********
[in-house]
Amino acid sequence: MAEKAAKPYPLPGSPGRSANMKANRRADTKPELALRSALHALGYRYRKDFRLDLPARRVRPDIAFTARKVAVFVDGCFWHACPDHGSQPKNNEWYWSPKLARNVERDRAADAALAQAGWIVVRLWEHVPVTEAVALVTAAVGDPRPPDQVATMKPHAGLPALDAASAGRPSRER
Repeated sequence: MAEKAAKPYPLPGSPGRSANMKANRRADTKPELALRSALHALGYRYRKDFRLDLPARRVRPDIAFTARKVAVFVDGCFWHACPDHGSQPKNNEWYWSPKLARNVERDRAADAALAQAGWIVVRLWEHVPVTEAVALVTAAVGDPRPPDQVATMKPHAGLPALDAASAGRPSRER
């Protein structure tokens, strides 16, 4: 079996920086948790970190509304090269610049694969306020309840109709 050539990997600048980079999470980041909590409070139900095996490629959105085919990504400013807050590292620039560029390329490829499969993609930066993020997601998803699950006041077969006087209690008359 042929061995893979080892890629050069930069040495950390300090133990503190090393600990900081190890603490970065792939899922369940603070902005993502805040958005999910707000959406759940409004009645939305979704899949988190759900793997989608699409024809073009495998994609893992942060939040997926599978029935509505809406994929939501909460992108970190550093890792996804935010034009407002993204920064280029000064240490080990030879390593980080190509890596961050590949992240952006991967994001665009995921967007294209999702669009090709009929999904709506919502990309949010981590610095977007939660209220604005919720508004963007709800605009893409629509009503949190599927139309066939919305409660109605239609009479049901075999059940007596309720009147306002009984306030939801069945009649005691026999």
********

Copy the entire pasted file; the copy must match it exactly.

[in-house]
Amino acid sequence: MAEKAAKPYPLPGSPGRSANMKANRRADTKPELALRSALHALGYRYRKDFRLDLPARRVRPDIAFTARKVAVFVDGCFWHACPDHGSQPKNNEWYWSPKLARNVERDRAADAALAQAGWIVVRLWEHVPVTEAVALVTAAVGDPRPPDQVATMKPHAGLPALDAASAGRPSRER
Repeated sequence: MAEKAAKPYPLPGSPGRSANMKANRRADTKPELALRSALHALGYRYRKDFRLDLPARRVRPDIAFTARKVAVFVDGCFWHACPDHGSQPKNNEWYWSPKLARNVERDRAADAALAQAGWIVVRLWEHVPVTEAVALVTAAVGDPRPPDQVATMKPHAGLPALDAASAGRPSRER
């Protein structure tokens, strides 16, 4: 079996920086948790970190509304090269610049694969306020309840109709 050539990997600048980079999470980041909590409070139900095996490629959105085919990504400013807050590292620039560029390329490829499969993609930066993020997601998803699950006041077969006087209690008359 042929061995893979080892890629050069930069040495950390300090133990503190090393600990900081190890603490970065792939899922369940603070902005993502805040958005999910707000959406759940409004009645939305979704899949988190759900793997989608699409024809073009495998994609893992942060939040997926599978029935509505809406994929939501909460992108970190550093890792996804935010034009407002993204920064280029000064240490080990030879390593980080190509890596961050590949992240952006991967994001665009995921967007294209999702669009090709009929999904709506919502990309949010981590610095977007939660209220604005919720508004963007709800605009893409629509009503949190599927139309066939919305409660109605239609009479049901075999059940007596309720009147306002009984306030939801069945009649005691026999």